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- Earnings on your SMART529 account grow tax-deferred.
- Distributions for qualified higher education expenses (tuition, fees, room, board, books, supplies and equipment) are federal income tax free. K-12 tuition expenses up to $10,000 per year are also considered qualified expenses. Earnings on non-qualified distributions are taxable as ordinary income and may also be subject to a 10% federal income-tax penalty and may also have state tax implications.
- Anyone can contribute up to $15,000 per year ($30,000 for married couples filing jointly) to a beneficiary's SMART529 account without gift-tax consequences. Contributions may be accelerated up to $75,000 ($150,000 for married couples) once per 5-year period without incurring federal gift taxes.1
- As the account owner you maintain complete control of your SMART529 account, including how contributions are invested and when withdrawals are made
- There is no set deadline for using your account assets. The proceeds can be withdrawn by you at any time and at any age, subject to potential penalties for non-qualified withdrawals.
- You can change your beneficiary without a federal income tax liability, as long as the new beneficiary is a family member of the current beneficiary (an "eligible beneficiary"). Please see the Offering statement for the definition of eligible beneficiaries.
- Your SMART529 account can be used to cover qualified higher education expenses at thousands of eligible institutions throughout the country, including colleges, universities, vocational schools, and private and religious K-12 schools.
- An account can be opened in anyone's name, including your own
- If the beneficiary receives a scholarship, you can withdraw an amount equal to the scholarship from your account without a federal income-tax penalty. The money must be used to pay for qualified education expenses or the earnings will be subject to ordinary income tax, but not the 10% federal income tax penalty.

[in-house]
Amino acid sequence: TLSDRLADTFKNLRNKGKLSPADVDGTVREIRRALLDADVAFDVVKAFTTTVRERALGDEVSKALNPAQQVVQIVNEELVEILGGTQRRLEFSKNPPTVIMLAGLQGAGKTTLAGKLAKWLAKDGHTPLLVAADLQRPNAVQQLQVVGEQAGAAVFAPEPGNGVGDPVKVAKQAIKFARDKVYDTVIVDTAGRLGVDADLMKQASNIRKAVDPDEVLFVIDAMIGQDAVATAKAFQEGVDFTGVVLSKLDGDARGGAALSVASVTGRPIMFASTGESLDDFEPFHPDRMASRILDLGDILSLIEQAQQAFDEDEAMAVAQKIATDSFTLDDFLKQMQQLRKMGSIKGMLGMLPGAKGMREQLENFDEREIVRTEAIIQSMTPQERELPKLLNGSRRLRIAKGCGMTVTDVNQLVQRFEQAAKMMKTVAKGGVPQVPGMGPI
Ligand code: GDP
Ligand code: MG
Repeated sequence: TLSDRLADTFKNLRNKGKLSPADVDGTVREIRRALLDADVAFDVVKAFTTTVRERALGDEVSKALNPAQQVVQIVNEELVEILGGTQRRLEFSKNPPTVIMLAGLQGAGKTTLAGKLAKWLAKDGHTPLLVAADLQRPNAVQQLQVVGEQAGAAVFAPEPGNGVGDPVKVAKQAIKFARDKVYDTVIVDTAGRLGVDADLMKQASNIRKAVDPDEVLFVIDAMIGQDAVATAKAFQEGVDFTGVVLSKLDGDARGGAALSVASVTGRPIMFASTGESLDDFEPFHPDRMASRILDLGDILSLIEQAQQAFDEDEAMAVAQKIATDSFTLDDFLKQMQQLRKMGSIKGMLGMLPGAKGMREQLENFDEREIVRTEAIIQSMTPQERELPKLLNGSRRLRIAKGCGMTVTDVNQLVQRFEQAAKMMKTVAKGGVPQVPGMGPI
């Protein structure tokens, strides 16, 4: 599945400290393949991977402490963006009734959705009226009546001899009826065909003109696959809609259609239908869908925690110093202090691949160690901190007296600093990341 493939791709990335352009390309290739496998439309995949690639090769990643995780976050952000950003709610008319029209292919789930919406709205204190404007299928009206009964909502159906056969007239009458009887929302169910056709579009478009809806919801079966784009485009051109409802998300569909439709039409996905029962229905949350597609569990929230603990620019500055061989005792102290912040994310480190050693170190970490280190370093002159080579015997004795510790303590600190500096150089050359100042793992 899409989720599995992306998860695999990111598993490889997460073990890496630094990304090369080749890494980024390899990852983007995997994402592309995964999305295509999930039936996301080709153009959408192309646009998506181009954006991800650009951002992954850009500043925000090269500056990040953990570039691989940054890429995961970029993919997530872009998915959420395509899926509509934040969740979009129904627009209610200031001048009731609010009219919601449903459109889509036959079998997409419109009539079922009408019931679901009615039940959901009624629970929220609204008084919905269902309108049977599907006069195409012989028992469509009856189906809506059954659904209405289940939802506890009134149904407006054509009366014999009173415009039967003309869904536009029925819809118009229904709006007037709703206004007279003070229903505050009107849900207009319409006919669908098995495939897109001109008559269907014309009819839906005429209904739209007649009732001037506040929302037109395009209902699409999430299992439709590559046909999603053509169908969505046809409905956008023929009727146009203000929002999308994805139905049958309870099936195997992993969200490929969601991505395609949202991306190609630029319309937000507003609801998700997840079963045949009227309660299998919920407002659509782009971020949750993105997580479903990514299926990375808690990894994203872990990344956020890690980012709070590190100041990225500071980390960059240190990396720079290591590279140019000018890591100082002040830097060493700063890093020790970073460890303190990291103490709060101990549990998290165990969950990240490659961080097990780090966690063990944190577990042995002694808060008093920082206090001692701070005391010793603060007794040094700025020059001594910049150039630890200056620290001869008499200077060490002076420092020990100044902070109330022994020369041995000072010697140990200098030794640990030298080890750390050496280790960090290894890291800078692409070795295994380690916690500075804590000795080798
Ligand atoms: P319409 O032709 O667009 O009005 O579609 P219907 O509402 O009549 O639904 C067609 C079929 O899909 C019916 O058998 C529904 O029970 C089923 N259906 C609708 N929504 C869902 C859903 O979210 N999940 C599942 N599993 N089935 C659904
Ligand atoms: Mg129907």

- Tax-free transfers between investment options are allowed twice per calendar year
- Anyone can contribute to a SMART529 account, including friends and relatives. It's easy to make a gift contribution to a SMART529 account
- If available contribute using Payroll Direct Deposit — the easiest option!
- Contribute as often as you like. SMART529's Automatic Investment Program makes regular contributing directly from a checking or savings account simple.
- There are no limits on contributions until your account balance exceeds $400,000.
- SMART529 offers a wide range of investment options ranging from conservative to aggressive
- Investing is convenient with asset-allocation models based on the beneficiary's age (Age-Based Portfolios), or based on your risk tolerance and the time before college starts (Static Portfolios)
- The Age-Based and Static Portfolios are automatically rebalanced back to their original allocations on a quarterly basis.
1 Any additional gifts to the same beneficiary in that 5-year period would be subject to federal gift tax. If the donor elects to treat the gift as being made over 5 years, and the donor dies prior to the end of that 5-year period, the portion of the gift allocable to the period after the donor's death will be included in the donor's estate. Estate tax treatment may differ by state. Please consult your tax advisor for more information.